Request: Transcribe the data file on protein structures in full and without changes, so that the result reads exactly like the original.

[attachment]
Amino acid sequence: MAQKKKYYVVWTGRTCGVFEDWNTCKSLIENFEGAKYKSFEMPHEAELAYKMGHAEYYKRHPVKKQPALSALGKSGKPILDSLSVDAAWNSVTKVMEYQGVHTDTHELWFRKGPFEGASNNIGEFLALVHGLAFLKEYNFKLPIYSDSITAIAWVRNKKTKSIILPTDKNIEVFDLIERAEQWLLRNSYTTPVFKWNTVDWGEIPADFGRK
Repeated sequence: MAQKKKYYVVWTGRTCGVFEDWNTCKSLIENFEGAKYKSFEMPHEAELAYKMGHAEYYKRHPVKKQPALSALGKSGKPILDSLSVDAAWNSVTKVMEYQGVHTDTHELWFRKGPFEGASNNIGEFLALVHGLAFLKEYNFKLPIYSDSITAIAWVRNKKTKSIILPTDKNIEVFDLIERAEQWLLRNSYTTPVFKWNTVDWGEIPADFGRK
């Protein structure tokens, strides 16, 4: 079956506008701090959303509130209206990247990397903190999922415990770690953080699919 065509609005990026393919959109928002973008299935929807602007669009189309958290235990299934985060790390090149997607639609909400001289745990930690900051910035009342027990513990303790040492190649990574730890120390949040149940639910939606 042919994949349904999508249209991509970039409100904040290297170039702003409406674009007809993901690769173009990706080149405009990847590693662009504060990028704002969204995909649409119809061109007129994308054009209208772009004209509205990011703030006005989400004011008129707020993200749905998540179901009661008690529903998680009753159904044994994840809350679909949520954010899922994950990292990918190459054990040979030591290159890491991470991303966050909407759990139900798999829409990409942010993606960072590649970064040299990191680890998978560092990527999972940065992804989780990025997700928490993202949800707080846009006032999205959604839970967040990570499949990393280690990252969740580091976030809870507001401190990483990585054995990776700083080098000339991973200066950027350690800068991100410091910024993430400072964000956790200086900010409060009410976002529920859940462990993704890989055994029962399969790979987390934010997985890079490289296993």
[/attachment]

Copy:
Amino acid sequence: MAQKKKYYVVWTGRTCGVFEDWNTCKSLIENFEGAKYKSFEMPHEAELAYKMGHAEYYKRHPVKKQPALSALGKSGKPILDSLSVDAAWNSVTKVMEYQGVHTDTHELWFRKGPFEGASNNIGEFLALVHGLAFLKEYNFKLPIYSDSITAIAWVRNKKTKSIILPTDKNIEVFDLIERAEQWLLRNSYTTPVFKWNTVDWGEIPADFGRK
Repeated sequence: MAQKKKYYVVWTGRTCGVFEDWNTCKSLIENFEGAKYKSFEMPHEAELAYKMGHAEYYKRHPVKKQPALSALGKSGKPILDSLSVDAAWNSVTKVMEYQGVHTDTHELWFRKGPFEGASNNIGEFLALVHGLAFLKEYNFKLPIYSDSITAIAWVRNKKTKSIILPTDKNIEVFDLIERAEQWLLRNSYTTPVFKWNTVDWGEIPADFGRK
């Protein structure tokens, strides 16, 4: 079956506008701090959303509130209206990247990397903190999922415990770690953080699919 065509609005990026393919959109928002973008299935929807602007669009189309958290235990299934985060790390090149997607639609909400001289745990930690900051910035009342027990513990303790040492190649990574730890120390949040149940639910939606 042919994949349904999508249209991509970039409100904040290297170039702003409406674009007809993901690769173009990706080149405009990847590693662009504060990028704002969204995909649409119809061109007129994308054009209208772009004209509205990011703030006005989400004011008129707020993200749905998540179901009661008690529903998680009753159904044994994840809350679909949520954010899922994950990292990918190459054990040979030591290159890491991470991303966050909407759990139900798999829409990409942010993606960072590649970064040299990191680890998978560092990527999972940065992804989780990025997700928490993202949800707080846009006032999205959604839970967040990570499949990393280690990252969740580091976030809870507001401190990483990585054995990776700083080098000339991973200066950027350690800068991100410091910024993430400072964000956790200086900010409060009410976002529920859940462990993704890989055994029962399969790979987390934010997985890079490289296993």